Sunday Sermon

“Up on the Mountain”

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02/23/2020 | Dr. Greg Jones

Matthew 17:1-9

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"Up on the Mountain"
Scripture – Matthew 17:1-9
Sermon preached by Gregory Knox Jones
Sunday, February 23, 2020

Preaching poses a twofold challenge. First, you put on your archaeologist hat and pretend to be Indiana Jones deciphering an encoded message from the ancients. Once you discover the meaning the passage had in its original context, you attempt to apply that meaning to our lives in 21st Century North America. Depending on the message, it requires you to reach for a variety of other hats – theologian, prophet, evangelist, sociologist, psychologist, poet and more.

If all goes well – and by that I mean that God's Spirit is sparking something in both me and in you – we hear God's word for us today. It goes without saying that some passages lend themselves to interpretation and application better than others. I regret to inform you that today's passage is not one of them.

Although this story of the Transfiguration of Jesus pops up in the lectionary every single year on the Sunday prior to the beginning of Lent, many preachers sidestep this passage and search for another. I am here to confess that I am among those who usually go fishing!

When I approached today's gospel reading, I was fully aware that I had often skipped it in the past. However, even I was surprised to discover just how many times I had either dodged it, or cunningly designed the preaching schedule so that our Associate Pastor would be stuck with it! In the previous 15 years I have preached on this passage exactly once. Let that stand as a clear expression of my fondness for it!

Barbara Brown Taylor is considered one of the foremost interpreters of Scripture living today. Here is what she says about the Transfiguration of Jesus. "The story defies interpretation, although that has not stopped legions of interpreters from trying." Well, sit back and relax because today it is your privilege to hear one more fool take a stab at it.

Our portrait of God is forever lacking and will never be complete; like a painting that an artist has begun but not yet finished. There are many brush strokes and some definite features have emerged, but the canvas still has blank areas that are pleading for more. The Scriptures provide the paint palette with vibrant colors and coax the artist forward with visions. However, the work of art remains incomplete because God is far more than can be expressed with brush strokes or words.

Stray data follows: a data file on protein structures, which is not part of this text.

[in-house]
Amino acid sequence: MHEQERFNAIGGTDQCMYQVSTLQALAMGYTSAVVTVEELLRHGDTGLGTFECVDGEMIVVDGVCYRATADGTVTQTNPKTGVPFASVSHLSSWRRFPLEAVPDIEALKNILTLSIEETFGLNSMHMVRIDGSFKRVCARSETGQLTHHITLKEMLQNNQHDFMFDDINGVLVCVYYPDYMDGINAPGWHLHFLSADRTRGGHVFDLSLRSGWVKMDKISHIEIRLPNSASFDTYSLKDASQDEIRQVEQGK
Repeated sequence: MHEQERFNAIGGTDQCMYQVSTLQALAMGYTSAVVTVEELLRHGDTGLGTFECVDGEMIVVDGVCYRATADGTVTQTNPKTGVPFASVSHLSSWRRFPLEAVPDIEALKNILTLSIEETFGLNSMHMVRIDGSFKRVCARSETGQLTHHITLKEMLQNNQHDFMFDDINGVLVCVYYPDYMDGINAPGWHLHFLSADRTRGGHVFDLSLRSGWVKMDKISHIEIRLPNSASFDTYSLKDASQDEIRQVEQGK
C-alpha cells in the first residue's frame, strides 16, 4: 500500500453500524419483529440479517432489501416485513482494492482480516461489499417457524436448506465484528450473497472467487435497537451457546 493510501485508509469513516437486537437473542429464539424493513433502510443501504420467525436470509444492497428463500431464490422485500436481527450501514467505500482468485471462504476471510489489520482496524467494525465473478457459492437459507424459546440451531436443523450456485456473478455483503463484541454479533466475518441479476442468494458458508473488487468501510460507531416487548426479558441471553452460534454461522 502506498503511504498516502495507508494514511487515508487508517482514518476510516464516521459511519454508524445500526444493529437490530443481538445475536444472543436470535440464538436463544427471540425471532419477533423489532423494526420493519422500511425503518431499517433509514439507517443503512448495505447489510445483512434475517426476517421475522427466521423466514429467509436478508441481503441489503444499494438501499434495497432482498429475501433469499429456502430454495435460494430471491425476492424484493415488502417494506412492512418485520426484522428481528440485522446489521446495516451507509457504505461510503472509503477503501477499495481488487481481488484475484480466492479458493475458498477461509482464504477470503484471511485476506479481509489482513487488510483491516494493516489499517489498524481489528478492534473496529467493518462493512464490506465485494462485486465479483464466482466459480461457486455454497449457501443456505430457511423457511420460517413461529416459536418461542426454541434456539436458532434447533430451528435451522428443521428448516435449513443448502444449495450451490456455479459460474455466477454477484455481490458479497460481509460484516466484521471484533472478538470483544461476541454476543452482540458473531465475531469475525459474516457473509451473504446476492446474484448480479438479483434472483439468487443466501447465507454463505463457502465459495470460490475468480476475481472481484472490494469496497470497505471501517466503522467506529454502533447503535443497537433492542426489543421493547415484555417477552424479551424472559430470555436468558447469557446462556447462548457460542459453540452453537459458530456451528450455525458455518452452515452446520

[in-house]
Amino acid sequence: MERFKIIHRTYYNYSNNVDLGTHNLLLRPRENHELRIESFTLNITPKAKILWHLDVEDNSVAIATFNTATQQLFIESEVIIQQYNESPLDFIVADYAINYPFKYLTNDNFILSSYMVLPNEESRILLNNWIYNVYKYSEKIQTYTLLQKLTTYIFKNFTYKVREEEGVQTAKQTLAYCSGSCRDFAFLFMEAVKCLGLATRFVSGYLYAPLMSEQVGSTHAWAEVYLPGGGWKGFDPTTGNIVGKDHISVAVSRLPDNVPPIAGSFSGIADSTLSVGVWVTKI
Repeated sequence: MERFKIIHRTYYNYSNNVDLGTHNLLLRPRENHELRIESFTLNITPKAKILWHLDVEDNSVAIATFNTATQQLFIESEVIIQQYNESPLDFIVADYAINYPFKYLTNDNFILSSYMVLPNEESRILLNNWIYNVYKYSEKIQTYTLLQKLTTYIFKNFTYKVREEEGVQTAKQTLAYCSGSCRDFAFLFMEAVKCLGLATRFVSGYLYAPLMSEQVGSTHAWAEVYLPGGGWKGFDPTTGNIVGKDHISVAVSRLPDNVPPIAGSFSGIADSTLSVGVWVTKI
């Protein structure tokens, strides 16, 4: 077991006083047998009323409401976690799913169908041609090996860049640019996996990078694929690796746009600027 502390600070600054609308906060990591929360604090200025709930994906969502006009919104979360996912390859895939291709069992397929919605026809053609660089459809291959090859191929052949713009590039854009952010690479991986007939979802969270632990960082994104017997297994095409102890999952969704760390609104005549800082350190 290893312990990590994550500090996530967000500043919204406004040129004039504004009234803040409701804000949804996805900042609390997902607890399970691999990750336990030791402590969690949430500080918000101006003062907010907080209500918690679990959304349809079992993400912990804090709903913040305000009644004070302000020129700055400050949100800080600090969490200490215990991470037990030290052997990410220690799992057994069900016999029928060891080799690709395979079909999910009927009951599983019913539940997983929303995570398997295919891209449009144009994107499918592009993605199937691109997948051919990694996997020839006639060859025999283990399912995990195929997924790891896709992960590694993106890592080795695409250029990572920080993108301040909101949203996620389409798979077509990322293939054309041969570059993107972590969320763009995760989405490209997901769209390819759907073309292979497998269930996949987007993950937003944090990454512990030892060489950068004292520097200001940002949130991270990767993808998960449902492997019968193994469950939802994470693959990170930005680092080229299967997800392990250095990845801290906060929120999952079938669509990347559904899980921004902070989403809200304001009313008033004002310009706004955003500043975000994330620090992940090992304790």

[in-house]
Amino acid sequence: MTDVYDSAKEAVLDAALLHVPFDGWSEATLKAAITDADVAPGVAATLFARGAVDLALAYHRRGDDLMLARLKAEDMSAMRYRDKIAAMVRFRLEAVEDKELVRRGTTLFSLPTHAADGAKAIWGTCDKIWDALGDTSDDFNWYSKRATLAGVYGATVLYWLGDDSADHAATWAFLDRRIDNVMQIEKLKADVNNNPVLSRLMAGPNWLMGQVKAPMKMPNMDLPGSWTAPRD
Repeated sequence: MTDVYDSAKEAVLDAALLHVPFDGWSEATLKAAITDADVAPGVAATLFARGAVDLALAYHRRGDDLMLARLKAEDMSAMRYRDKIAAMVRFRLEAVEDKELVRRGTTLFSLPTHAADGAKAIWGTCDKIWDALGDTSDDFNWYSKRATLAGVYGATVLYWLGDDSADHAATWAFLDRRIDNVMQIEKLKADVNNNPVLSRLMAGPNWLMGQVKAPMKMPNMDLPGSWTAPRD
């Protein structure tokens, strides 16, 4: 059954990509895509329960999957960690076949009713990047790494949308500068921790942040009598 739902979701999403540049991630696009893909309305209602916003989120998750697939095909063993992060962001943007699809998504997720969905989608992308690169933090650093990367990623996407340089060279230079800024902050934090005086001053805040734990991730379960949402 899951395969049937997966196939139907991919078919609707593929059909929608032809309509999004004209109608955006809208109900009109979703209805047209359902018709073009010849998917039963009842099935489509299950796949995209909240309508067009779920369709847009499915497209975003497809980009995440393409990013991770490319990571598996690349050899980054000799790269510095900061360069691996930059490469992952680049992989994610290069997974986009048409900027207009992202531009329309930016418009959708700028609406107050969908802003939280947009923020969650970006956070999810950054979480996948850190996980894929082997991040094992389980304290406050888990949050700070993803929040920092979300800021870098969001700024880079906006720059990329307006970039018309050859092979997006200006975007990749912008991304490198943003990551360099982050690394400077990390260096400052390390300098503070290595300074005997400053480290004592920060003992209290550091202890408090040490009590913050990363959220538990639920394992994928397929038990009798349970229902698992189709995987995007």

Thanks be to God we are not completely in the dark because the Scriptures provide us with images and metaphors. They inform us that God is like a king, a shepherd, a potter, a judge, a farmer, a vineyard owner, a father who had two sons, a mother who comforts her child. God is like a lion, an eagle, a rock, the wind. There are a number of identifiers that help us gain a picture of God, but the multiplicity of images shouts that every portrait of God we attempt to paint is deficient. God is always more than we mere mortals can express.

This is similar to the quandary the gospel writers faced when they attempted to depict the experience of Peter, James and John in today's scripture reading. They were attempting to describe a moment that defied description. They were attempting to capture a mystifying moment that broke the bounds of normal experience.

When we study a passage of Scripture, it is not always necessary to have read the passage that precedes it. Like watching a TV show that has multiple seasons and episodes, it helps to know what took place in the previous segment, but it is not always critical to understanding the current scene. However, sometimes, we struggle to grasp what we're watching because we missed what has come previously. That is the case with this morning's passage.

It's critical to know that six days prior to Jesus rounding up Peter, James, and John to trek up the mountain with him, Jesus had queried the disciples. "Who do people say that I am?"

Peter had the winning reply: "You are the Messiah, the Son of the Living God." But while Peter is doing an end zone dance and spiking the ball, Jesus tells the disciples what it means: a dark future looms. He must turn his face to Jerusalem to confront the religious and political leaders and that will result in great suffering and death.

As if that were not sobering enough, he adds that anyone who wants to be his follower must deny himself and take up his cross. It was a blow the disciples had not seen coming and it left them questioning whether they should continue their journey with Jesus.

A mere six days after this depressing news, Jesus led Peter, James, and John up a grueling mountain path; presumably to pray. But when they reach the top, things go sideways. Jesus begins to shine like the sun. It is not as if he is reflecting brilliant sunlight, it is more like the sun is shining from within him, streaming out of his skin. His face shone like the sun and his clothes became dazzling white.

While the disciples stand frozen, trying to comprehend what they are seeing, two figures appear and they, too, are illuminated. One is Moses; the other is Elijah. Two men who had been dead for centuries standing near Jesus and conversing with him. Struggling to fathom this surreal moment, Peter suggests they do something manly. He blurts out, "Let's build something! How about a dwelling for each of you?"